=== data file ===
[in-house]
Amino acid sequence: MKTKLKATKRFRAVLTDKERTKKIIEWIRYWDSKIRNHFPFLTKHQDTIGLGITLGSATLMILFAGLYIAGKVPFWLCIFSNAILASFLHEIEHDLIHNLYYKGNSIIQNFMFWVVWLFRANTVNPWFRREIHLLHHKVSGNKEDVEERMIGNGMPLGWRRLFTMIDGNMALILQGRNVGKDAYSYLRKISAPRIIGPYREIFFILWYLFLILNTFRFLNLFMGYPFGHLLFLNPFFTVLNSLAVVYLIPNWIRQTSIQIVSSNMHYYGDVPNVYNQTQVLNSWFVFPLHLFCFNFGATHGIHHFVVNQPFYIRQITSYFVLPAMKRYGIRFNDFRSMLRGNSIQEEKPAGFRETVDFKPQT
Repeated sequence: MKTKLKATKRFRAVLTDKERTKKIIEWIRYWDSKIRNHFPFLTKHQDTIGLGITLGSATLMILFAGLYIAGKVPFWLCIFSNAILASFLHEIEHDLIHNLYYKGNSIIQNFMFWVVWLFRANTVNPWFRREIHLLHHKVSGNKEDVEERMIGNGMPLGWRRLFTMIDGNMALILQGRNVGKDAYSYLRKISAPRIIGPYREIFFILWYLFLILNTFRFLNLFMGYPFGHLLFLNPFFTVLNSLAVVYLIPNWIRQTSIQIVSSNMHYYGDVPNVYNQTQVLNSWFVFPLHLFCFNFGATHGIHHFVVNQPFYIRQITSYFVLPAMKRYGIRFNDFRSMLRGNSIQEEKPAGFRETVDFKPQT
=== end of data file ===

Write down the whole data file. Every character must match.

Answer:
[in-house]
Amino acid sequence: MKTKLKATKRFRAVLTDKERTKKIIEWIRYWDSKIRNHFPFLTKHQDTIGLGITLGSATLMILFAGLYIAGKVPFWLCIFSNAILASFLHEIEHDLIHNLYYKGNSIIQNFMFWVVWLFRANTVNPWFRREIHLLHHKVSGNKEDVEERMIGNGMPLGWRRLFTMIDGNMALILQGRNVGKDAYSYLRKISAPRIIGPYREIFFILWYLFLILNTFRFLNLFMGYPFGHLLFLNPFFTVLNSLAVVYLIPNWIRQTSIQIVSSNMHYYGDVPNVYNQTQVLNSWFVFPLHLFCFNFGATHGIHHFVVNQPFYIRQITSYFVLPAMKRYGIRFNDFRSMLRGNSIQEEKPAGFRETVDFKPQT
Repeated sequence: MKTKLKATKRFRAVLTDKERTKKIIEWIRYWDSKIRNHFPFLTKHQDTIGLGITLGSATLMILFAGLYIAGKVPFWLCIFSNAILASFLHEIEHDLIHNLYYKGNSIIQNFMFWVVWLFRANTVNPWFRREIHLLHHKVSGNKEDVEERMIGNGMPLGWRRLFTMIDGNMALILQGRNVGKDAYSYLRKISAPRIIGPYREIFFILWYLFLILNTFRFLNLFMGYPFGHLLFLNPFFTVLNSLAVVYLIPNWIRQTSIQIVSSNMHYYGDVPNVYNQTQVLNSWFVFPLHLFCFNFGATHGIHHFVVNQPFYIRQITSYFVLPAMKRYGIRFNDFRSMLRGNSIQEEKPAGFRETVDFKPQT